Commentary -- We are gathered here today to pay our final respects to a word no longer relevant.
The term, a relic of the 1980s when people actually wore pocket-protectors (those things jammed with pens), was always rather an impotent insult because we all knew the nerds would have the last laugh after the high school prom (or at the end of a long line of teen movies).
In a sense, it is sad to see nerd go, lose its standing, as the term is somewhat endearing.
But it just has no place.
You see, those characteristics and trappings that made a nerd back in the day make one super cool today.
The 2nd Edition of American Slang defines “nerd” – in its 1980s incarnation, the one with which we most associate it — as “an over-studious person, especially a computer devotee.”
I haven’t used “nerd” in conversations or columns in some time, if ever, because it just holds no sway. This is not something I spent much time pondering. It crept up on me like news of an estranged cousin’s passing.
Last week, during an interview I conducted for Monday’s feature story on Kim Gehling’s hip new Carroll business, Web sites To Impress.com, we talked about her interests and career motivations.
Gehling told me she prides herself on being accessible and easy to talk to for a tech type, or a “nerd” as she joked.
Actually, I observed, the word nerd just doesn’t fit anymore.
Go to the trend-setting cities, places like Seattle, and you will see the nerd as norm, as laptop computers, and iPods and tricked-out cell phones are the coin of the realm. Walk into the Starbucks (which are on every block in Seattle) and you see that so many Americans have become the parody of the nerd in real life.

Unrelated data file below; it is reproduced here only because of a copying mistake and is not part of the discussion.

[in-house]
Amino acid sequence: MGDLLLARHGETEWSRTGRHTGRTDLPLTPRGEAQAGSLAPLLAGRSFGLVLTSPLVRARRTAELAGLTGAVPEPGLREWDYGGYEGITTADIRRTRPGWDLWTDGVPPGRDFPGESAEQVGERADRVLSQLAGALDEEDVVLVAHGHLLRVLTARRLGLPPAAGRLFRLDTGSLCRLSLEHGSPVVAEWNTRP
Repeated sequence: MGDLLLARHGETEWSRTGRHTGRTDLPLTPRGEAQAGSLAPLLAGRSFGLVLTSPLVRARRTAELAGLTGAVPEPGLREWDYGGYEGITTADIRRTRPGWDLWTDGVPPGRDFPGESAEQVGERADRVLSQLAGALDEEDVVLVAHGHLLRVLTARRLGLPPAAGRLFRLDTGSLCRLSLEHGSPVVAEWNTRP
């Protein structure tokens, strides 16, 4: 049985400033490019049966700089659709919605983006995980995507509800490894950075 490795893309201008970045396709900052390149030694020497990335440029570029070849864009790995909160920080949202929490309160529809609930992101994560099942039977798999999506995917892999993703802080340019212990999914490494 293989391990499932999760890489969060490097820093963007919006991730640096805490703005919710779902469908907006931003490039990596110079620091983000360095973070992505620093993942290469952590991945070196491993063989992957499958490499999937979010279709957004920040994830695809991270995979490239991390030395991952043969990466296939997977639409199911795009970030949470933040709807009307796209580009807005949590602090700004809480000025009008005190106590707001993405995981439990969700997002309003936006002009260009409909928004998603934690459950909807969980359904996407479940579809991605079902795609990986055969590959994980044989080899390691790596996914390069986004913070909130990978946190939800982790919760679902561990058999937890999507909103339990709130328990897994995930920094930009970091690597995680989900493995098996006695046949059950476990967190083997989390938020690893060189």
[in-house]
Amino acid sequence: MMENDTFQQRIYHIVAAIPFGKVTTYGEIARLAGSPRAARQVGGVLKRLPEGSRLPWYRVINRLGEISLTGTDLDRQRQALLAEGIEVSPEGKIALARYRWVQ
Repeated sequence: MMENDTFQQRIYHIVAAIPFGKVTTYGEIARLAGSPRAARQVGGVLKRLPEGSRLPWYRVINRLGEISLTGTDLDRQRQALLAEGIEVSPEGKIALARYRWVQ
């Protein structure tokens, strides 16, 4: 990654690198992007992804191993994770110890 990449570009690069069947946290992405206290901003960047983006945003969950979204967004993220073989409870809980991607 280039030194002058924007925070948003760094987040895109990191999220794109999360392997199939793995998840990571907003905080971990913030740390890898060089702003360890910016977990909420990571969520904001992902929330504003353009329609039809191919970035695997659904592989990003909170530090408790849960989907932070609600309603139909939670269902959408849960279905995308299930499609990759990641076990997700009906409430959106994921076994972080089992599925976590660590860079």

Being a “computer devotee” — or an innovator on the Internet — is about the surest-fire way to build fame and followings among those under 40, and many over that age. What’s the next Facebook or YouTube? Who will turn millions based on pluck and old-fashioned nerdiness.
How cool is it that some dude paid a pittance for the domain name pizza.com several years ago and cashed in those rights for millions?
’80s nerds are 21st century stars.
I thought Kim Gehling was heroically smart and ultra cool as she explained to me how I could turn a Web log I do on politics into a Net location that draws more visitors and perhaps turns something of a profit. “Search engine optimization,” she called it.
Tell me more, girl!
Such techy terminology might have been grist for the jocks back before ESPN.com became one of the hottest sites on the Net.
Glibert and Poindexter struck a blow for the nerds of the world in 1984’s “Revenge of the Nerds.”
A quarter century later it is the nerds who rule the world. To prove this I simply refer you to the Internet tool known as Google Earth.
The company, consistently ranked as one of the most desirable for which to work, is hurtling toward an unprecedented dominance of humanity.
The “just say no” folks warned us with that fried egg commercial about “this is your brain on drugs.”
Today, our brains are on Google.
We now have the nerd as oracle.
And if a nerd is cool, then, well, a nerd just isn’t a nerd anymore.
Bury the word.